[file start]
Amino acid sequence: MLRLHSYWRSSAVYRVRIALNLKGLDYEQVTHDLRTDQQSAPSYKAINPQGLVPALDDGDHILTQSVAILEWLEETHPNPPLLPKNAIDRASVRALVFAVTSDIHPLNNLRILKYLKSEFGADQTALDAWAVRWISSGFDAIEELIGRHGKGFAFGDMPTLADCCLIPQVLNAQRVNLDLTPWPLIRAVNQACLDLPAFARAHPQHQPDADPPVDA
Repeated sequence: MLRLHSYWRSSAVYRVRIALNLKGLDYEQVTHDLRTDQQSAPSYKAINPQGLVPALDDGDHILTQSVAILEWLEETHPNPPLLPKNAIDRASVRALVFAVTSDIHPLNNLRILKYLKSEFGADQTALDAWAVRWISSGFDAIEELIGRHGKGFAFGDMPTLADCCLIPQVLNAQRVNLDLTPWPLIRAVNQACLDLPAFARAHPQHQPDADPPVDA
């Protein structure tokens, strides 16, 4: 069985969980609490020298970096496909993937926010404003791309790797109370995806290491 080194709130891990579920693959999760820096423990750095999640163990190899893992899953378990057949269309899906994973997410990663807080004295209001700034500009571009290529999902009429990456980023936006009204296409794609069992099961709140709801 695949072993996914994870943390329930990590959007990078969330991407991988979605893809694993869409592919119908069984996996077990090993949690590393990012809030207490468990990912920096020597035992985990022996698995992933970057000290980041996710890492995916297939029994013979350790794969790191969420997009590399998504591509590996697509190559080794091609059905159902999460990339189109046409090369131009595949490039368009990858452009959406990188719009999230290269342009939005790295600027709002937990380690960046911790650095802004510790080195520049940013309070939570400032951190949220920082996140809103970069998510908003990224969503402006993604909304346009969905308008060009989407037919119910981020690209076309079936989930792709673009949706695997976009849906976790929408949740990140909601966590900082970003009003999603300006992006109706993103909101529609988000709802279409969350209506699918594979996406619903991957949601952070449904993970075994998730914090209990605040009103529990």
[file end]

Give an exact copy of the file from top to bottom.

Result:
Amino acid sequence: MLRLHSYWRSSAVYRVRIALNLKGLDYEQVTHDLRTDQQSAPSYKAINPQGLVPALDDGDHILTQSVAILEWLEETHPNPPLLPKNAIDRASVRALVFAVTSDIHPLNNLRILKYLKSEFGADQTALDAWAVRWISSGFDAIEELIGRHGKGFAFGDMPTLADCCLIPQVLNAQRVNLDLTPWPLIRAVNQACLDLPAFARAHPQHQPDADPPVDA
Repeated sequence: MLRLHSYWRSSAVYRVRIALNLKGLDYEQVTHDLRTDQQSAPSYKAINPQGLVPALDDGDHILTQSVAILEWLEETHPNPPLLPKNAIDRASVRALVFAVTSDIHPLNNLRILKYLKSEFGADQTALDAWAVRWISSGFDAIEELIGRHGKGFAFGDMPTLADCCLIPQVLNAQRVNLDLTPWPLIRAVNQACLDLPAFARAHPQHQPDADPPVDA
């Protein structure tokens, strides 16, 4: 069985969980609490020298970096496909993937926010404003791309790797109370995806290491 080194709130891990579920693959999760820096423990750095999640163990190899893992899953378990057949269309899906994973997410990663807080004295209001700034500009571009290529999902009429990456980023936006009204296409794609069992099961709140709801 695949072993996914994870943390329930990590959007990078969330991407991988979605893809694993869409592919119908069984996996077990090993949690590393990012809030207490468990990912920096020597035992985990022996698995992933970057000290980041996710890492995916297939029994013979350790794969790191969420997009590399998504591509590996697509190559080794091609059905159902999460990339189109046409090369131009595949490039368009990858452009959406990188719009999230290269342009939005790295600027709002937990380690960046911790650095802004510790080195520049940013309070939570400032951190949220920082996140809103970069998510908003990224969503402006993604909304346009969905308008060009989407037919119910981020690209076309079936989930792709673009949706695997976009849906976790929408949740990140909601966590900082970003009003999603300006992006109706993103909101529609988000709802279409969350209506699918594979996406619903991957949601952070449904993970075994998730914090209990605040009103529990």